2016-07-27 / Editorials

Don Lively


Nobody has ever accused me of being an epicurean.

Or a connoisseur.

A foodie.

I couldn't explain the difference between gnocchi and penne if my very life depended on it.

I wouldn't know an albacore from a tuna if both jumped out of the ocean and bit me on each cheek.

To me, arugula and spinach and radicchio all taste the same.

Like hay.

Since I've been a bachelor for most of the past two decades, my new bride is finding it a bit difficult to break me of some of my culinary patterns. She will win, in the end, but undoing so many years of bad habits could take some time.

After all, I'm the kind of fellow who is perfectly content to make a meal of two cans of Vienna sausage, one honey bun and a Mountain Dew.

On road trips I've subsisted mostly on beef jerky and Twizzlers.

At my house, a large can of Dinty Moore beef stew that hasn't been expired more than a year is considered dang near gourmet.

But, there is one of the five basic food groups that I am well versed in. One that I have studied and researched extensively through the years. One that, I think you will agree, is as fundamental to life in the Blessed South as camouflage britches and church houses.

Southern Sweets.

Don't think it's one of the five basic food groups?

You and I obviously haven't been reading the same books.

Let's start with the most obvious ingredient.

The simple, yet magnificent, pecan.

From Georgia to Texas, pecan pie has been an essential of good Southern cooking for as long as there's been a debate on exactly how the word is pronounced.

For the record, it's correctly pronounced, pea can.

Anyway, for chefs as diverse as the sophisticated and polished Paula Deen, over in Savannah, to the bawdy Cajun humorist and cook, Justin Wilson, of Louisiana, pecan pie recipes are simply staples of their trade. But the recipes, all across the South, are basically the same. Fresh pecans, eggs, sugar, butter, maybe a little vanilla, and, of course, Karo syrup. The basic combination has sparked many a debate as to whose Mama bakes the best pies.

It was my Mama, no question.

Years after she left us I can still taste those fine pecan pies.

Down in Florida there is a very special little citrus fruit, a lime. Not just any old Persian lime or Spanish lime, mind you. No sir and no ma'am. In Florida they grow a lime that no other part of the world can lay claim to.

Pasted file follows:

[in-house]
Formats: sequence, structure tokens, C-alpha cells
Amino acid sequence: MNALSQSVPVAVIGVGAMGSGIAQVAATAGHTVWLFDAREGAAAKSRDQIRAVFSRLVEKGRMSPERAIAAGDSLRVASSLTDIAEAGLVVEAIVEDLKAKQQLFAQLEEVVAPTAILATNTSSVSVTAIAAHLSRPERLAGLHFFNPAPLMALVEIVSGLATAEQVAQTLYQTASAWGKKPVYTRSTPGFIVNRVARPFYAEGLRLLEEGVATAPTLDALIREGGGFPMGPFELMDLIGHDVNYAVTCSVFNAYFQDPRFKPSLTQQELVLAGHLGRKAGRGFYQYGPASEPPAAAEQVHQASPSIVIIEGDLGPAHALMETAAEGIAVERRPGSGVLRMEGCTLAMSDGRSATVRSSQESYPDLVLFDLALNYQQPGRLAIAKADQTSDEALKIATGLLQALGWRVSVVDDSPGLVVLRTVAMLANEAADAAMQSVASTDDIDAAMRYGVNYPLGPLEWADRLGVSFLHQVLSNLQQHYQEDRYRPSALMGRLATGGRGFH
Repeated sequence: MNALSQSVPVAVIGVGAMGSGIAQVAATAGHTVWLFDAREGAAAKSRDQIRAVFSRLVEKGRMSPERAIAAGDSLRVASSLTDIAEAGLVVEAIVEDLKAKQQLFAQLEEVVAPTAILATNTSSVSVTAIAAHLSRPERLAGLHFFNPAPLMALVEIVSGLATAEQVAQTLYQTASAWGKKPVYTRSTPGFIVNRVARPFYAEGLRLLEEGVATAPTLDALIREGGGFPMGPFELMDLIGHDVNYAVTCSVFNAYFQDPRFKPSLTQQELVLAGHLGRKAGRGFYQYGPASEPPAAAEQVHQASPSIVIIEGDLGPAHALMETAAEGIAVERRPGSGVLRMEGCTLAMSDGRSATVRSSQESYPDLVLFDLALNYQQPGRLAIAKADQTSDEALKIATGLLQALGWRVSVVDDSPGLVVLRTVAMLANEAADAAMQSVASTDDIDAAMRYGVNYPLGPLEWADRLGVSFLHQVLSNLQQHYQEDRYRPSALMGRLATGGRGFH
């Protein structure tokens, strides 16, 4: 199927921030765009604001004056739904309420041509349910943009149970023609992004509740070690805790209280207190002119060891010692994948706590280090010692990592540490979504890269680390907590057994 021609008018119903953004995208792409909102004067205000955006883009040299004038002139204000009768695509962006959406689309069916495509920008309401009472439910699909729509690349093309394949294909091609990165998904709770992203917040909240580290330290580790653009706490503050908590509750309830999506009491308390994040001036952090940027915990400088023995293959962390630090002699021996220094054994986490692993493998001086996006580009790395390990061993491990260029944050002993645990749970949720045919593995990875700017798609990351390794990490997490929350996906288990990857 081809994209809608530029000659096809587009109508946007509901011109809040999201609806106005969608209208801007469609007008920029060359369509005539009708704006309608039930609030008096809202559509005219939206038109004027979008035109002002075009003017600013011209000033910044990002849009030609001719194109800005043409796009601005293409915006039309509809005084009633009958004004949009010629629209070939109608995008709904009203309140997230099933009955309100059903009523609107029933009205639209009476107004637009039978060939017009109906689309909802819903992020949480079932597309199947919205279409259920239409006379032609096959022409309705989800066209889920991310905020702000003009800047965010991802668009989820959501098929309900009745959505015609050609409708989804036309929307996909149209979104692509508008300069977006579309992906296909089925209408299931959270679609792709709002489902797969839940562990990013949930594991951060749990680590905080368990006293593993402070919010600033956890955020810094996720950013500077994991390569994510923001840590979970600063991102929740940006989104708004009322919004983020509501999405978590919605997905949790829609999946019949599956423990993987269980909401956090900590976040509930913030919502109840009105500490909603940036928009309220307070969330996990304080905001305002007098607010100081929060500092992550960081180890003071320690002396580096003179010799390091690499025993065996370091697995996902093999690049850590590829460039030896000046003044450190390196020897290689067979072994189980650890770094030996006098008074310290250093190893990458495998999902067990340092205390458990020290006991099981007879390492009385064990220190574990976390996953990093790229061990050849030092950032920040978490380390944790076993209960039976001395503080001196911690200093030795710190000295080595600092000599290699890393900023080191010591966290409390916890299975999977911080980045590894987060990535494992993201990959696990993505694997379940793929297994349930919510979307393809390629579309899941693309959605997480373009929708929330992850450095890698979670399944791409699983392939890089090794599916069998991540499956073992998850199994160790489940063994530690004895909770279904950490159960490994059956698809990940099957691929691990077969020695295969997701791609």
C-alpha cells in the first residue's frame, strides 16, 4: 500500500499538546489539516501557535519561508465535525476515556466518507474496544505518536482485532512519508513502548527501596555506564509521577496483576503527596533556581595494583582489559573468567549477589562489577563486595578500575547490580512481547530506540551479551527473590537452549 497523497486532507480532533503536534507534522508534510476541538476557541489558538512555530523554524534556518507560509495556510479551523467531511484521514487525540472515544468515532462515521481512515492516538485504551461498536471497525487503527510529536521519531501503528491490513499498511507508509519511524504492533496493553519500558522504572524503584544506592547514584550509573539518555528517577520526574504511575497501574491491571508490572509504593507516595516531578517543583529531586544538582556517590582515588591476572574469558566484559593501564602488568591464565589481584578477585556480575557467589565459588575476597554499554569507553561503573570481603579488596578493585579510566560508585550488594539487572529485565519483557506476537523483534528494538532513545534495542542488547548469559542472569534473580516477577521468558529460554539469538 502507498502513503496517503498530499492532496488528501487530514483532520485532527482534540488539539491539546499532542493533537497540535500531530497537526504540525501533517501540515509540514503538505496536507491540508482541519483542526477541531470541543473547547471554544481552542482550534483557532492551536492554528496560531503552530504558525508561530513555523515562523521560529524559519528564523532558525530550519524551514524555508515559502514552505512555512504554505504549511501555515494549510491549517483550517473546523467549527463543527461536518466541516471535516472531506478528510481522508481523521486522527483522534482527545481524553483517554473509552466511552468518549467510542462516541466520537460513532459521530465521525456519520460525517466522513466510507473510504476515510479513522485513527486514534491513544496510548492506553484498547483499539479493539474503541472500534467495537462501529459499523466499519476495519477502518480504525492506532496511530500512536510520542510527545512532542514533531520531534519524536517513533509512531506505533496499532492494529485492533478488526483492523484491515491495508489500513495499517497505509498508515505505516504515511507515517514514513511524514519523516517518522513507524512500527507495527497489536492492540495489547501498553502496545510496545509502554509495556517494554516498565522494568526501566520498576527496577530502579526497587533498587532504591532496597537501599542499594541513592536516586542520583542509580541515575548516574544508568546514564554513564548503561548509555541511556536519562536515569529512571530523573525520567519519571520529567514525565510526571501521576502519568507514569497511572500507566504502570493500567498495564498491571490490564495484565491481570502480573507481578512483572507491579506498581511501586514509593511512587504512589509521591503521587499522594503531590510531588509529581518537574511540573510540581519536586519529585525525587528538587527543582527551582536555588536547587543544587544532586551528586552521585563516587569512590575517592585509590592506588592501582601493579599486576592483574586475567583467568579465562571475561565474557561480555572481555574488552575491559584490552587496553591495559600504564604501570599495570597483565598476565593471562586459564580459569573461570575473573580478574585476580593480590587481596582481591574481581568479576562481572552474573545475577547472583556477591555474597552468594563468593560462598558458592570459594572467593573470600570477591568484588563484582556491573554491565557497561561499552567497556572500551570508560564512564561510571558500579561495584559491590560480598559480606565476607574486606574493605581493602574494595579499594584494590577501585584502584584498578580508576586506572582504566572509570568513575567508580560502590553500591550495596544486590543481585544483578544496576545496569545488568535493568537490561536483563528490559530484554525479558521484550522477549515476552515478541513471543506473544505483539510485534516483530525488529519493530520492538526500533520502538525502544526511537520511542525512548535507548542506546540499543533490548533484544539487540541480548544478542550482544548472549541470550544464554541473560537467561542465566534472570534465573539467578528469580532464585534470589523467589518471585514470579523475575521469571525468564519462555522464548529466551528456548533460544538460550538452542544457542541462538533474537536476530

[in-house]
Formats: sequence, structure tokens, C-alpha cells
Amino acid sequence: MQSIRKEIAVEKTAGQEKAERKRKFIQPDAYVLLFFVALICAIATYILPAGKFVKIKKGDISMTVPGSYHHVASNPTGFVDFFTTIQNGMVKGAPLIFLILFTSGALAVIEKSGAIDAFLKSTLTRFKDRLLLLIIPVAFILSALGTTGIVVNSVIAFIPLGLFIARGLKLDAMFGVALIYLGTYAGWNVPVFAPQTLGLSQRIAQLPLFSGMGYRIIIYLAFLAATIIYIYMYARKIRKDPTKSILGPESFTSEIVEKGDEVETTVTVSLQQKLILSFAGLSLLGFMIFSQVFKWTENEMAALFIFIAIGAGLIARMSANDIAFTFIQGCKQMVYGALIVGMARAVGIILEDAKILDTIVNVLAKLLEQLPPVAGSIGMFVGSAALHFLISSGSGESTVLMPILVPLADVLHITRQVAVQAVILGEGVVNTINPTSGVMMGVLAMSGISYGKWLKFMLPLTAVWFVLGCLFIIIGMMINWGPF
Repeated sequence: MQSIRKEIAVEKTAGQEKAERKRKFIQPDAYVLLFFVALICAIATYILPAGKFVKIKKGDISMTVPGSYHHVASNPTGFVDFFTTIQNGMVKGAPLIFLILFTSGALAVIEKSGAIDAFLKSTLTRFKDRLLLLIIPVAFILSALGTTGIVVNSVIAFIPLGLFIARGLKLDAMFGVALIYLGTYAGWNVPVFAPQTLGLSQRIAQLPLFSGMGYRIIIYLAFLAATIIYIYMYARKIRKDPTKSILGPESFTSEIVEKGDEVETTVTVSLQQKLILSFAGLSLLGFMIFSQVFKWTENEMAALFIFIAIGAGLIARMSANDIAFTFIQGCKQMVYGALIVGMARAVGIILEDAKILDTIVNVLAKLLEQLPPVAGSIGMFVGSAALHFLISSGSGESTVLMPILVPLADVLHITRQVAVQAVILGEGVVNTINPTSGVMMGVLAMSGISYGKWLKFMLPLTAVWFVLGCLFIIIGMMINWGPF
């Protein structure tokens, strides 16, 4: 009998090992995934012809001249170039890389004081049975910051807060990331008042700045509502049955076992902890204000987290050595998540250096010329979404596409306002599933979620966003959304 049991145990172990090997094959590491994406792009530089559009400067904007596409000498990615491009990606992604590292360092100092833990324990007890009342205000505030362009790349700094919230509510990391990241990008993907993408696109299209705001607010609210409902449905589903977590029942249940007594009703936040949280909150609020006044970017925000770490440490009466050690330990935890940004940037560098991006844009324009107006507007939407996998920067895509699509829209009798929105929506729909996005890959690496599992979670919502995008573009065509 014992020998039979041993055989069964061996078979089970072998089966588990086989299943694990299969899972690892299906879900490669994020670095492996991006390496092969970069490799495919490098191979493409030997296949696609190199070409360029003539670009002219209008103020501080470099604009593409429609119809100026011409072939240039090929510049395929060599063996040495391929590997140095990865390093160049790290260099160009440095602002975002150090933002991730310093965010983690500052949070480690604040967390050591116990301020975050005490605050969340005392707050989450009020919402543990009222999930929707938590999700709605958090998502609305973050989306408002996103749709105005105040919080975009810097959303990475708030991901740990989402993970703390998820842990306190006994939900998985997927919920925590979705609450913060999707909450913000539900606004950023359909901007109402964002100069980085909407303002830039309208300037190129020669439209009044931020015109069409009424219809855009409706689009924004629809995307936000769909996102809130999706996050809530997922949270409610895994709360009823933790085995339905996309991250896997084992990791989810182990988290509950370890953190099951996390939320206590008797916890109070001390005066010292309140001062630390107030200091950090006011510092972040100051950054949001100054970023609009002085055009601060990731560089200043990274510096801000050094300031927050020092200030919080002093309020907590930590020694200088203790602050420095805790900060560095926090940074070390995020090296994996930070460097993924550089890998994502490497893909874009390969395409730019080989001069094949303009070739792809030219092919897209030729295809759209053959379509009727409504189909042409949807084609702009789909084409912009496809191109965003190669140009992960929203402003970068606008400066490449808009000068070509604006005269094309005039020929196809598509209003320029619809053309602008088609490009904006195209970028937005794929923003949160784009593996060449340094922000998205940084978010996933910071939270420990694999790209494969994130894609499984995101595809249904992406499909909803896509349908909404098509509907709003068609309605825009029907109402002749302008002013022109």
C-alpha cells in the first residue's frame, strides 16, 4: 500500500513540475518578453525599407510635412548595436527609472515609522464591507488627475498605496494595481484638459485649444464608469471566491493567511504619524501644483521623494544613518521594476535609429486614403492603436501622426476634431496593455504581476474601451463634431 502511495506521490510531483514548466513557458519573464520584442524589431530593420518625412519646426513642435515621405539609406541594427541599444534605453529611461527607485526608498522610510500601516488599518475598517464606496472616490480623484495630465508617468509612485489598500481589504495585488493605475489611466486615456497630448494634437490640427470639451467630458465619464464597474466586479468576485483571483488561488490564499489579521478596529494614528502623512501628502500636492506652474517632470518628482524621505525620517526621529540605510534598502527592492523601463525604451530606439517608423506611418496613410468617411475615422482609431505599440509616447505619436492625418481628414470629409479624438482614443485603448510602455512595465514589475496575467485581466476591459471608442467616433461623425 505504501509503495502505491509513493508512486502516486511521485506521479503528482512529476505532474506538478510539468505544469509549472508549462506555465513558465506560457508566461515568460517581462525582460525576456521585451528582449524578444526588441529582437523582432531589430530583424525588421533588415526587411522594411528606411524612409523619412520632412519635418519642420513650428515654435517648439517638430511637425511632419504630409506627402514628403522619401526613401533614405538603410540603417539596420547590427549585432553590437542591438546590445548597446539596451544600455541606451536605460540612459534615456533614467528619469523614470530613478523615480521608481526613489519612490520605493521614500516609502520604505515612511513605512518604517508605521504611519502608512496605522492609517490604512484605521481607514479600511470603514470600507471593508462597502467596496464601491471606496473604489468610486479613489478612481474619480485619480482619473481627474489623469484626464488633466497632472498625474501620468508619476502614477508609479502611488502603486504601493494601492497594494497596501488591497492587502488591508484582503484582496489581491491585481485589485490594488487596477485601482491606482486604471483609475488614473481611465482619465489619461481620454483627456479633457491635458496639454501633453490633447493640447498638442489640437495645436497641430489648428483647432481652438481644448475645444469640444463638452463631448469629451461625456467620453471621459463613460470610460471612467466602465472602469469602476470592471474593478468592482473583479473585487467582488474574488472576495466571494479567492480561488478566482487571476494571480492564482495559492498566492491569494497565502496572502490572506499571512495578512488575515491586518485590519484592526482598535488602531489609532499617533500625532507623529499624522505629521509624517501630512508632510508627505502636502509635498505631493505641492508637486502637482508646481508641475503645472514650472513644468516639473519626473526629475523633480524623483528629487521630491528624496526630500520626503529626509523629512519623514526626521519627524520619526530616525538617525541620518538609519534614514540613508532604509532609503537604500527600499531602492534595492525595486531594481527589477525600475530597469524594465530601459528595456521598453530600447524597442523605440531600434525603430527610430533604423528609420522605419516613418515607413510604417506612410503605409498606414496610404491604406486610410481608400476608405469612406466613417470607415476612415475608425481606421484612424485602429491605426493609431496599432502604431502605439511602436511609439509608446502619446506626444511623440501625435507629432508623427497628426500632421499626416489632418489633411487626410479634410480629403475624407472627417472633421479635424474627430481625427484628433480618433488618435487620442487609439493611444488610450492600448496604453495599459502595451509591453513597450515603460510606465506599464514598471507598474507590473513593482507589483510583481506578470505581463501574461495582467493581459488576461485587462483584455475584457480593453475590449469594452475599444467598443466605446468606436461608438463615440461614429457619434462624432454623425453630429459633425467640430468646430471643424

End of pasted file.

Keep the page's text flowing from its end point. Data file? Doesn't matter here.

The key lime.

Ergo, the world famous, key lime pie.

To die for.

It's tempting to compare the key lime pie to the time tested lemon meringue pie, but, honestly, there's no comparison. Key limes have such a uniquely tart flavor that, when used as a dessert ingredient, it rewards the taster with an immediate desire to be standing in Mallory Square watching the sunset over the ocean, or to be walking barefoot along the gazillion miles of Sunshine State shoreline.

Peach cobbler, anyone?

Georgia has been known as the Peach State for many years, but, other states, South Carolina included, actually produce more of the succulent crop every year. But, regardless of which states produce the most fruit, every Southern state has its own version of the sweet treat that soldiers and sailors and airmen and Marines have dreamed about during long deployments away from home. Peach cobbler was a regular part of Sunday dinner at nearly every Southern table that I ever put my feet under. Both grandmas, every aunt or great-aunt, and, of course, Mama.

I will probably debate myself until I join her in Heaven as to which was better, her pecan pie or peach cobbler.

We Southerners do like our sweets.

Try to walk down some of the downtown streets of Savannah or Charleston, where the candy stores specialize in Southern pralines, without stopping in for one. Or two. It's almost impossible to stop eating them once you get started.

Who can resist buying a bagful of beignets anytime you find yourself strolling through the French Quarter "way down yonder in New Orleans"?

Blackberries, that grow wild all over the South, are made into jellies and jams and tarts and muffins.

Well, I've succeeded in making myself hungry.

Better get to baking.

Happy eating, y'all.

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